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Polymorphisms in estrogen biosynthesis and metabolism-related genes, ionizing radiation exposure, and risk of breast cancer among US radiologic technologists.

Research paper by Alice J AJ Sigurdson, Parveen P Bhatti, Shih-Chen SC Chang, Preetha P Rajaraman, Michele M MM Doody, Laura L Bowen, Steven L SL Simon, Robert M RM Weinstock, Martha S MS Linet, Marvin M Rosenstein, Marilyn M Stovall, Bruce H BH Alexander, Dale L DL Preston, Jeffery P JP Struewing

Indexed on: 14 Feb '09Published on: 14 Feb '09Published in: Breast Cancer Research and Treatment



Abstract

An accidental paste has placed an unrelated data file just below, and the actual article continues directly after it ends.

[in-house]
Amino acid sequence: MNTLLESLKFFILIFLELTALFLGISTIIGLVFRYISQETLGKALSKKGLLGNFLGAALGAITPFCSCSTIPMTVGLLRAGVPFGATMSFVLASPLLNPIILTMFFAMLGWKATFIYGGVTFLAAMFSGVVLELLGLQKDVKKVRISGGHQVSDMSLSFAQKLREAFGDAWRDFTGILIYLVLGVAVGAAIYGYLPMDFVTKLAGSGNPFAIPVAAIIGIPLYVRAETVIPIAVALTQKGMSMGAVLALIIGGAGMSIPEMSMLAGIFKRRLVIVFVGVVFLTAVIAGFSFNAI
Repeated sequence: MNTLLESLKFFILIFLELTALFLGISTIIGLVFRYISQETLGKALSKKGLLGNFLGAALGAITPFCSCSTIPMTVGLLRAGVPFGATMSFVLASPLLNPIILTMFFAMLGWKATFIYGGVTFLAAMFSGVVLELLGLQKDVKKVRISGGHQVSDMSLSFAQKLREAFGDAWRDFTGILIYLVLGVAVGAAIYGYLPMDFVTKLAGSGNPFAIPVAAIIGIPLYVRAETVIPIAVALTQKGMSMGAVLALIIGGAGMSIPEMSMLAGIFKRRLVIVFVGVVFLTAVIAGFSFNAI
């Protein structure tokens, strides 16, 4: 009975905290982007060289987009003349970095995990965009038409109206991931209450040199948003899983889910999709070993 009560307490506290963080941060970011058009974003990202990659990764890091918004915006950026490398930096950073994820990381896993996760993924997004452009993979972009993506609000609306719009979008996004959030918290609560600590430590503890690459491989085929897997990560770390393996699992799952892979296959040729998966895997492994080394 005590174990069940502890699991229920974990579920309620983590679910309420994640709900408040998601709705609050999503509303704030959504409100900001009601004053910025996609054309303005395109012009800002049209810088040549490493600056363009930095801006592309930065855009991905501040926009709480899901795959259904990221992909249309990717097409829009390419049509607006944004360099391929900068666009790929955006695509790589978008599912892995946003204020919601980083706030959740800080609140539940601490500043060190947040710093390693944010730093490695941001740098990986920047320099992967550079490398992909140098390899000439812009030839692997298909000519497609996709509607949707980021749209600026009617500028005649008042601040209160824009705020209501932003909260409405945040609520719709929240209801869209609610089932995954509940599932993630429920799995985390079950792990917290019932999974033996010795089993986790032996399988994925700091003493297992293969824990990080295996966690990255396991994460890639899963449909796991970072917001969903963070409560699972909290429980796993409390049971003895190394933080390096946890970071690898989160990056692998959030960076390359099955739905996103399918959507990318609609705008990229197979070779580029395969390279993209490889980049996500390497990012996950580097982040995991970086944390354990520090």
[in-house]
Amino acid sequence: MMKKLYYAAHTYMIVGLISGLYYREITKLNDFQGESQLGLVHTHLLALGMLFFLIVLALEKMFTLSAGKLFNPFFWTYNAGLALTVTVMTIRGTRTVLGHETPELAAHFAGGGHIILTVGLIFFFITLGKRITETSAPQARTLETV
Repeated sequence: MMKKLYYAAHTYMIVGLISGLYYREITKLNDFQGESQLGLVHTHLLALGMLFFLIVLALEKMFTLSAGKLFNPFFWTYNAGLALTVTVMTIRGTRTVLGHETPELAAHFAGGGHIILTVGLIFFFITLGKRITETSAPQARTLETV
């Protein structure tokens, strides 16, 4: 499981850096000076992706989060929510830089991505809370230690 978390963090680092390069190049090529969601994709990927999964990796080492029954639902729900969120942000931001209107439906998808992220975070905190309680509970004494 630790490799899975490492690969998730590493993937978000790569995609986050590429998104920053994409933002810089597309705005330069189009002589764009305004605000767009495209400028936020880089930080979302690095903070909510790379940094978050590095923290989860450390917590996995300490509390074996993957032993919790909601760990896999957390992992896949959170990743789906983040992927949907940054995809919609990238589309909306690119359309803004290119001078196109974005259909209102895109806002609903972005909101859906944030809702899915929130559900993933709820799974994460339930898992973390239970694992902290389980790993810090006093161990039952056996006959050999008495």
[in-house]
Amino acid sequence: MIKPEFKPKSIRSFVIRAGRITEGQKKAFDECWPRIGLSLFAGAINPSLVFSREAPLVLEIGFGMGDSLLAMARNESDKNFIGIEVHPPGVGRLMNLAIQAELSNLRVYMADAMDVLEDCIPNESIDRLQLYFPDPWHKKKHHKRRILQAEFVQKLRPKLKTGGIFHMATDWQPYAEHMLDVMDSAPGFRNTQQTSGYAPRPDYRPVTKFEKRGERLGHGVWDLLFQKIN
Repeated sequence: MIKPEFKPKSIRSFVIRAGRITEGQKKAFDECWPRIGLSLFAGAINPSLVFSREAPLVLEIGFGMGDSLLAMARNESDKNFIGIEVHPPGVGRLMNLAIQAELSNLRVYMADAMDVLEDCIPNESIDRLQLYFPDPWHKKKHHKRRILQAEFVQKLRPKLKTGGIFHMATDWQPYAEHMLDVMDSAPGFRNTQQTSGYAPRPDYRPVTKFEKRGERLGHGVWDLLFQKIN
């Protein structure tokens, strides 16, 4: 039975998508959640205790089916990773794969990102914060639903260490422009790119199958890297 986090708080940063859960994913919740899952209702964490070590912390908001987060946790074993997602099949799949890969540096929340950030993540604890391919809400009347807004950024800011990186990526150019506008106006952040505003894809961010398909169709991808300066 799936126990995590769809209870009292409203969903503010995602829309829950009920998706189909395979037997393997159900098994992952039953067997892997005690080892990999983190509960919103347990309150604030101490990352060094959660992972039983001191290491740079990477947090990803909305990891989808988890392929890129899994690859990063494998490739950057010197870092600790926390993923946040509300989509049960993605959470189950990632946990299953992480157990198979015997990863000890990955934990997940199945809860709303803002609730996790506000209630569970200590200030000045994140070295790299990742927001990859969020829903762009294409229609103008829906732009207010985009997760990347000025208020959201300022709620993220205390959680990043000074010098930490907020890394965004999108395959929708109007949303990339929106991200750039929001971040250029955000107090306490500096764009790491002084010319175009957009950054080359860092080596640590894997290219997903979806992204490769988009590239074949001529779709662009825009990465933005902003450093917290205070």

Ionizing radiation-associated breast cancer risk appears to be modified by timing of reproductive events such as age at radiation exposure, parity, age at first live birth, and age at menopause. However, potential breast cancer risk modification of low to moderate radiation dose by polymorphic estrogen metabolism-related gene variants has not been routinely investigated. We assessed breast cancer risk of 12 candidate variants in 12 genes involved in steroid metabolism, catabolism, binding, or receptor functions in a study of 859 cases and 1,083 controls within the US radiologic technologists (USRT) cohort. Using cumulative breast dose estimates from a detailed assessment of occupational and personal diagnostic ionizing radiation exposure, we investigated the joint effects of genotype on the risk of breast cancer. In multivariate analyses, we observed a significantly decreased risk of breast cancer associated with the CYP3A4 M445T minor allele (rs4986910, OR = 0.3; 95% CI 0.1-0.9). We found a borderline increased breast cancer risk with having both minor alleles of CYP1B1 V432L (rs1056836, CC vs. GG, OR = 1.2; 95% CI 0.9-1.6). Assuming a recessive model, the minor allele of CYP1B1 V432L significantly increased the dose-response relationship between personal diagnostic X-ray exposure and breast cancer risk, adjusted for cumulative occupational radiation dose (p (interaction) = 0.03) and had a similar joint effect for cumulative occupational radiation dose adjusted for personal diagnostic X-ray exposure (p (interaction) = 0.06). We found suggestive evidence that common variants in selected estrogen metabolizing genes may modify the association between ionizing radiation exposure and breast cancer risk.

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